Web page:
The University of Minnesota is now accepting applications for a new master’s degree program in data science in response to a growing demand for data specialists.
Experts say the demand for people with experience analyzing and handling data is quickly growing. The University’s program, set to begin this fall, is designed to help meet that need.
The University already offers courses in data mining, and the Carlson School of Management houses a business analytics graduate program, but the new degree will focus more on computer science and teach graduate students to create new techniques for analyzing data.
“We realized we had something to contribute,” said Dan Boley, the new program’s graduate director. “We could teach people the skills needed to handle all this data and analyze it.”
The program’s graduates will learn to make sense of large datasets and find patterns within them, Boley said.
“Computer science as a degree tends to lack fundamentals for dealing with data,” he said.
The United States will face a shortage of 140,000 to 190,000 people with data analysis experience by 2018, according to a report from the McKinsey Global Institute.
The shortage in data scientists could be attributed to the technical expertise needed to effectively work with large data collections, said Zack Almquist, a statistics and sociology professor.
Ravi Bapna, academic director of the Social Media and Business Analytics Collaborative at the University, said the job market in data science is “exploding” and many jobs in the field pay well.
Boley said data scientists could work in nearly any field or industry.
“Every company under the sun is trying to figure out how to extract data from the customer,” Boley said. “Google’s business is data.”
The Carlson School’s business analytics degree is in its first year. The program’s director, Gedas Adomavicius, said he received several hundred applications last year and is expecting more for his program this year.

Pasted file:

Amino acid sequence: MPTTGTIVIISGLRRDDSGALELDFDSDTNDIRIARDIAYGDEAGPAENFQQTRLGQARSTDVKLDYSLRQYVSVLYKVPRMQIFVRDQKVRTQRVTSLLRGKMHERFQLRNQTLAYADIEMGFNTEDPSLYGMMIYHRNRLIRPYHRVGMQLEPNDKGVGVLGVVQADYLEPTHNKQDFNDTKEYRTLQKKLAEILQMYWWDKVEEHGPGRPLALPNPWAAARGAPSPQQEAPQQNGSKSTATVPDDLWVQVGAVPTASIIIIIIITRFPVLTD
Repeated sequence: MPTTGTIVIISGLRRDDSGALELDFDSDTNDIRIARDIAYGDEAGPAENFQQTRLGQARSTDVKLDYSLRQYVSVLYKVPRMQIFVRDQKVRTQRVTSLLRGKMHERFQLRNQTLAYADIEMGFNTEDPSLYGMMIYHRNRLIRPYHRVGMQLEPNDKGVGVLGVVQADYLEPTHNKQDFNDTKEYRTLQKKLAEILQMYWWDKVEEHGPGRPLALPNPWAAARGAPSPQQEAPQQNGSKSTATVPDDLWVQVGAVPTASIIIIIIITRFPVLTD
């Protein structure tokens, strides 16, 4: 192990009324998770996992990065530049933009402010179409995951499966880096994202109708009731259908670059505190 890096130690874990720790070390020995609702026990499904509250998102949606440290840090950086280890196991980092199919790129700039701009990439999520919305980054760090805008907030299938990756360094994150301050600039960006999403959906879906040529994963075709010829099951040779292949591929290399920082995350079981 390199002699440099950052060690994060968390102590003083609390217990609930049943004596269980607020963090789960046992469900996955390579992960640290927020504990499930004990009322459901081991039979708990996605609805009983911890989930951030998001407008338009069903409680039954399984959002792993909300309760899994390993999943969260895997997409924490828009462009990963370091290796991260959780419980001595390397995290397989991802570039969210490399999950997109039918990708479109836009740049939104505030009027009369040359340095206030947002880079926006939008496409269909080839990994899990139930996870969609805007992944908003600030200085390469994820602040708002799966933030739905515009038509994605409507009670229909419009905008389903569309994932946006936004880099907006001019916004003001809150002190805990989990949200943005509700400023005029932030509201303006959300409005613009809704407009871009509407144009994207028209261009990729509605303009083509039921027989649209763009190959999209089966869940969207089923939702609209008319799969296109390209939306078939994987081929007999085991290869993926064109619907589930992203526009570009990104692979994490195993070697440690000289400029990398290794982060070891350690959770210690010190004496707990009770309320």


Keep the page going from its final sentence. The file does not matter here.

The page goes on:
He said the business analytics degree is more focused on applying existing data analysis techniques rather than learning how to create new technologies.
Almquist said applicants to the new data science program should have some background in computer science.
Boley estimated that around one-third of the degree program — a collaboration between five departments, including computer science, biostatistics and electrical engineering — will comprise courses in statistics.
Almquist said both the University’s statistics and sociology departments are interested in analyzing social media behavior. Tracking people interacting on Twitter or Facebook involves large amounts of data, which can be difficult to manage, he said.
Research into climate change is also driven by data collection, Boley said, adding that computer science majors are in such high demand that they are often hired before they finish their degrees.
“Every week I hear about a new data science program cropping up,” Boley said.
Boley said he’s received more than 100 applications for the program. Applications close March 1 for domestic students and Feb. 1 for international students.